In covert depression, a man desperately defends against such an  onslaught while trying one  perceived  remedy  after  another only  to  come away empty  handed and shamefully deflated.  Dr.  Real  states  that,  “A  common  defense  against  the painful experience  of deflated  value  is inflated  value;  and a common compensation for shame, of feeling less than, is  a  subtle or  flagrant  flight  into grandiosity, of  feeling  better than. Quite a number of  theorists  have   noted  the  ‘narcissistic  defense’  of  using  the  mask  of  grandiosity  to ward  off  shame.  The   flight  from  shame  into  grandiosity  lies  at the  heart of male covert depression.”

While  the  covertly  depressed  man  must  consume  something  or  do  something  to  shift the  state  of  his self­esteem, a man with bi­polar manic­depressive illness flips back and forth  between  grandiosity in  the manic phase and shame in the depressed phase at the seeming  whim  of  the  disease.  The  manic  phase  of  the  condition  is simply  a  more extreme  version  of  elevation  that  relies  on  the  rush  of  inflated  self­esteem  to ward  off depression.

Some individuals use rage to physiologically pump up their sense of deflation. Research shows  that  rage  simultaneously  releases  adrenaline,  which  speeds  up  the  autonomic nervous  system,  and  endorphins,  which  act  as   the  body’s  own  opioids.  This  is  a powerful  internal  cocktail,  which  tragically,  like  any  other  form  of intoxication,  can  offer short-lived relief from the pain of depression.

Dr.  Real  goes  on  to  say  that,  “When  a  covertly  depressed  man’s  connection  to  the object of  his  addiction is undisturbed, he feels good about himself.  But when connection to  that  object is  disrupted  ­  when the cocaine runs out, the credit cards reach their limit, the  affair ends  ­ his  sense  of  self­worth plummets,  and  his hidden depression begins to unfold.”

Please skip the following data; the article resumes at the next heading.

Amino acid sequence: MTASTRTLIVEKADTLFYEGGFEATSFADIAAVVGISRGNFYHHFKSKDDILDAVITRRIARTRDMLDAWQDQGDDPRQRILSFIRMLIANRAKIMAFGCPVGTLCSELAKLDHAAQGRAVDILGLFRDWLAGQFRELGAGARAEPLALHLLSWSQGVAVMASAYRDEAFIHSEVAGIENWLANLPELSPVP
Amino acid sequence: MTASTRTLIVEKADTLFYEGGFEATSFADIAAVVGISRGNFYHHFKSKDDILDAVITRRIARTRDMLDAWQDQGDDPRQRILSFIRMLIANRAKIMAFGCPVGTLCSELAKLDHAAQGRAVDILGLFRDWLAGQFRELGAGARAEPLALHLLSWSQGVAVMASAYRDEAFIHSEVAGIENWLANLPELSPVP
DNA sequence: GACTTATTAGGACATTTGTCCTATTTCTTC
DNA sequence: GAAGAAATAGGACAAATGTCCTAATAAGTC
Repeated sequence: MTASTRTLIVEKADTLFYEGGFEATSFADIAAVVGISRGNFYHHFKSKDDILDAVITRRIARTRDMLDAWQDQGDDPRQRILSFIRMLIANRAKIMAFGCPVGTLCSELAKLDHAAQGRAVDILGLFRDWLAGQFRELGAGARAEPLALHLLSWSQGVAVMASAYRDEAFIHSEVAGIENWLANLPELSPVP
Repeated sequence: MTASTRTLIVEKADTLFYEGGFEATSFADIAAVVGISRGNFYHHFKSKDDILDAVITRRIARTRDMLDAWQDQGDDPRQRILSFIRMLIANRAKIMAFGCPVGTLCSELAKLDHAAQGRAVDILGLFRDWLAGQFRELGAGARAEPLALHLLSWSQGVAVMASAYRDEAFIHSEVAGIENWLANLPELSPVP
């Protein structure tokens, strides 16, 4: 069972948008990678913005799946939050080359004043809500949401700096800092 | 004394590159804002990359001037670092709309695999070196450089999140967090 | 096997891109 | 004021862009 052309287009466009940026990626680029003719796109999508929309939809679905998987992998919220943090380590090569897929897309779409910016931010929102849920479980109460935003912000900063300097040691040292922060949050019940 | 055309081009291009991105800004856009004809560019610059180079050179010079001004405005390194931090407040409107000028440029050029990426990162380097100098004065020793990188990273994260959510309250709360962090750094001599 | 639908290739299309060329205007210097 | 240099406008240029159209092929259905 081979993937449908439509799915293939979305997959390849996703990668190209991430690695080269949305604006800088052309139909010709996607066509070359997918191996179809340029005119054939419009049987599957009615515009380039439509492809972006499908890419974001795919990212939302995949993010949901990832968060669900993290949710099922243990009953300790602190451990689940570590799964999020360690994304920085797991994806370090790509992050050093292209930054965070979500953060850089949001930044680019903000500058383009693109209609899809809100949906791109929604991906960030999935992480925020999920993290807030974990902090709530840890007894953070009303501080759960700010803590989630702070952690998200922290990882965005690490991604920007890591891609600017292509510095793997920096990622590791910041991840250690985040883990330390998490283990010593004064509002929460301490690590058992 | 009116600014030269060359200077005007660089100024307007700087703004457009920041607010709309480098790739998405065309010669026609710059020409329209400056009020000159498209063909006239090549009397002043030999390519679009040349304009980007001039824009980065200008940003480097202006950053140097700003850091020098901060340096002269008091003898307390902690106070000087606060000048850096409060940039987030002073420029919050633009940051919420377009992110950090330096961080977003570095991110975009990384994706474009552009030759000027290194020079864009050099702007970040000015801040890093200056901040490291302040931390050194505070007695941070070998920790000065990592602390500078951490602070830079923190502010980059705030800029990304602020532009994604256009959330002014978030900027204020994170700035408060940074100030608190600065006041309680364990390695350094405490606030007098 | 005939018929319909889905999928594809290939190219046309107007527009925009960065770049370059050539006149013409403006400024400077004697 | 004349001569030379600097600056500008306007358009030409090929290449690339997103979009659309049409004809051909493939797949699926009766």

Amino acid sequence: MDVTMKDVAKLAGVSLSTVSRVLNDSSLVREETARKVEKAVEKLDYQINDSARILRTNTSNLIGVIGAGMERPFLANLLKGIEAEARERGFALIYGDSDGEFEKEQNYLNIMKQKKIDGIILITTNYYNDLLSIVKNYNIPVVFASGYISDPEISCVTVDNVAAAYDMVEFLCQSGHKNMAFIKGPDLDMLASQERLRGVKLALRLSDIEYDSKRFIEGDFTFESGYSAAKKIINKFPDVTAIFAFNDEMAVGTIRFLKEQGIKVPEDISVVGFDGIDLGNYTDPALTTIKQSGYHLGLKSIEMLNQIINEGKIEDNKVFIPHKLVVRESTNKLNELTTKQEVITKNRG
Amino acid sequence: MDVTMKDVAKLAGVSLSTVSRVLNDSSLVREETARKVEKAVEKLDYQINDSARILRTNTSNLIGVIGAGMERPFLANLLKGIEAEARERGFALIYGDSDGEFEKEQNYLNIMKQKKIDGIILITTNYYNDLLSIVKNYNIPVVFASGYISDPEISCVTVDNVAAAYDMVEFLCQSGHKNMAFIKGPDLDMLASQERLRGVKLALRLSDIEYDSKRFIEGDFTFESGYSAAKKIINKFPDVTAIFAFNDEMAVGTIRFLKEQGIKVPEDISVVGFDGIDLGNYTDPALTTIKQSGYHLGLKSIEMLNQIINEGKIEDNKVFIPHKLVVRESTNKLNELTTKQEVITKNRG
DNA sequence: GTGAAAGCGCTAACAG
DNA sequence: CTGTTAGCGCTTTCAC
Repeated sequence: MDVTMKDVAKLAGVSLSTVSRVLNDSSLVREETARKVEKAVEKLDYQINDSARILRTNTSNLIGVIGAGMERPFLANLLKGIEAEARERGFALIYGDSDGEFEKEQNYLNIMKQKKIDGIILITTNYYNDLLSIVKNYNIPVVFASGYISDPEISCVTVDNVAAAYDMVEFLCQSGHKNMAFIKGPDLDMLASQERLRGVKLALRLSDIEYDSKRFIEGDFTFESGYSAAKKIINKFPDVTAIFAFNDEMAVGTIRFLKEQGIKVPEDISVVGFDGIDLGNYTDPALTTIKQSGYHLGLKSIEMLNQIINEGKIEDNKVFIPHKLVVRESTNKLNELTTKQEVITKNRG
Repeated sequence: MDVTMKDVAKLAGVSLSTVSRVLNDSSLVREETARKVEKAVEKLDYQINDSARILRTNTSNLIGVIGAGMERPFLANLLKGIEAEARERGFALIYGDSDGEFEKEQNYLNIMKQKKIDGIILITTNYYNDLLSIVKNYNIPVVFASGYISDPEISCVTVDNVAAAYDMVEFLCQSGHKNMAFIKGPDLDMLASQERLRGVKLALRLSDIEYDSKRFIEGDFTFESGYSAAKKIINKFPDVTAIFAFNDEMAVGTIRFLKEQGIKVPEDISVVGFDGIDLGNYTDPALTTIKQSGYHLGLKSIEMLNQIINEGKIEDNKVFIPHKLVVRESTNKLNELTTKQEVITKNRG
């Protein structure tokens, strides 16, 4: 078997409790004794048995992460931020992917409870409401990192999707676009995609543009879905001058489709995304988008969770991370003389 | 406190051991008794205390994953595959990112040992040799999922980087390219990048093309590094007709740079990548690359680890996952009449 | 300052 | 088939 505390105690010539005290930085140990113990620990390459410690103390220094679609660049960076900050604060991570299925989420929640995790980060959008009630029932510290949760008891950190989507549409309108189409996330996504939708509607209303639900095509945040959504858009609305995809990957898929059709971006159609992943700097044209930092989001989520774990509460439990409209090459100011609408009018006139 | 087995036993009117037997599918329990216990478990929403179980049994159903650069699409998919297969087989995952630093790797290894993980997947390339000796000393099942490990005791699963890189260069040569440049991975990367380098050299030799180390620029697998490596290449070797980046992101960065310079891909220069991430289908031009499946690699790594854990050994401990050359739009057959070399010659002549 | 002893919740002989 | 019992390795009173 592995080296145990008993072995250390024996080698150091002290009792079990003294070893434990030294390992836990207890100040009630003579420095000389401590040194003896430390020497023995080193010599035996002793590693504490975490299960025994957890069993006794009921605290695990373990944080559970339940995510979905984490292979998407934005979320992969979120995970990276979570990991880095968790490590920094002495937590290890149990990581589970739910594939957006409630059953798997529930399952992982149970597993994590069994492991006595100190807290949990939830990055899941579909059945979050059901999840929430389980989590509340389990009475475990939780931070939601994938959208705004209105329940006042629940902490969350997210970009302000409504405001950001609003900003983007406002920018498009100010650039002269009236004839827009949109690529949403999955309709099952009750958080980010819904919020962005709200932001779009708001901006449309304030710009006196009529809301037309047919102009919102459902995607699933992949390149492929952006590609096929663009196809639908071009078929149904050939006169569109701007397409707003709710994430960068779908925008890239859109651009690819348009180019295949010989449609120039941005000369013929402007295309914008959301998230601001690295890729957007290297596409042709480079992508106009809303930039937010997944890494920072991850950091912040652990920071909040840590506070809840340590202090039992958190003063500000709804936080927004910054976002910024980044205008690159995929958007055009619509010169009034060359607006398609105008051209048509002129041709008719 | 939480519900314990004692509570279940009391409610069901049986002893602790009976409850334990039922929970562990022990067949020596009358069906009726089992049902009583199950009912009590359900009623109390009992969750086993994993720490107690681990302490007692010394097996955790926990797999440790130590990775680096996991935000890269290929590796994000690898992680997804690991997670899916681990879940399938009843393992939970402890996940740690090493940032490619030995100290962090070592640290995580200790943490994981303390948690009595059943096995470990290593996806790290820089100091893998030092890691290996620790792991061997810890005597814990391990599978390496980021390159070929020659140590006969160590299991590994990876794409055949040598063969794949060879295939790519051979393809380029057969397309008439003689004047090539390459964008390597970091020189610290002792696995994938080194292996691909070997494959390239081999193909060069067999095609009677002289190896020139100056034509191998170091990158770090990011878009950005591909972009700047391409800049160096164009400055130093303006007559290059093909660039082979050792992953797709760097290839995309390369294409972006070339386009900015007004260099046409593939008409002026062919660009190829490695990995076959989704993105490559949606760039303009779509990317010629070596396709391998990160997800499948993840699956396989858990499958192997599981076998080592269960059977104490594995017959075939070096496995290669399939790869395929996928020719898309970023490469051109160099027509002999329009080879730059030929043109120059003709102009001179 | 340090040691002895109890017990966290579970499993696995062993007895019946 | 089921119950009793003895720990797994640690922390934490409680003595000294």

Out of the Shadows and Into the Light

There  is  a  tendency  to  self­medicate  when  one  feels  anxious  and  depressed.  This typically  leads  to    dependency  on  the  substance  that  one  uses  to  ease  the  pain  and suffering.  An  addict’s  choice  of  drug  may  rest  on  that  drug’s  particular  medicating properties.  Alcohol,   for  example,  relieves  a  sense  of  inner emptiness and  coldness by warming  and  disinhibiting,  often  making  one  more  sociable.  By  contrast,  opioids,  like heroin,  do  not  warm  one  up  so  much  as  calm  one  down,  tranquilizing  the  ferocity  of depression,  the  agitation  and  self­hatred.  Cocaine  brightens  a  person,  giving  him energy; it breaks through the numb, dead feeling of Alexithymia.

The  double­edged  approach  of   stopping  the  addictive  cycle  while  dealing  with  the emergent  depression,  calls  for  the  “dual  diagnosis”  of  both  depression  and  addiction. Covertly  depressed  men  who  self­medicate  with  substances  have  the  greatest  chance of  correct  diagnosis  and  of  receiving  effective   treatment  for  both  aspects  of  their disorder.

Dr.  Real  cautions  that,  “The  covertly  depressed  person  cannot  merely  vault  over  the avoided  pain  directly  into  wholeness,  as  hard  as  he  may  try.  The  only  real  cure  for covert depression is  overt depression.”  In other words, the mask of depression must be removed  bringing  the  hidden  condition   out  of  the  shadows  and  into  the  light  of  day. Novelist  William  Styron  describes  a  relationship  between  alcohol  and depression  that, for him, stretched across decades:

“Alcohol  was a  central factor,  to  the best of  my  knowledge,  in my  depression.  I  believe that many people who  are by nature depressive, or have a depressive bent, use alcohol
throughout   most  of  their  lives  to,  paradoxically,  alleviate  the  depression  …  You  use alcohol as a  kind of medication to keep your demons at arm’s length. But all of a sudden I  was  unable  to  drink.  I developed a severe intolerance to alcohol.  ..  ln the  absence  of this mood bath,  as  I call it,  that I would have every day in the evening, now I had a new experience  of  not  having  alcohol there  to give me  that sensation  of euphoria.  And that allowed the depression to crowd in.

First, the covertly depressed man must walk through the fire from which he has run. He must allow the pain to surface. Then, he may resolve his hidden depression by learning about self­care and healthy esteem.

This article, or parts of it, may be quoted or reproduced with permission.  Please contact the author at:  DrJ@DrStephenJohnson.com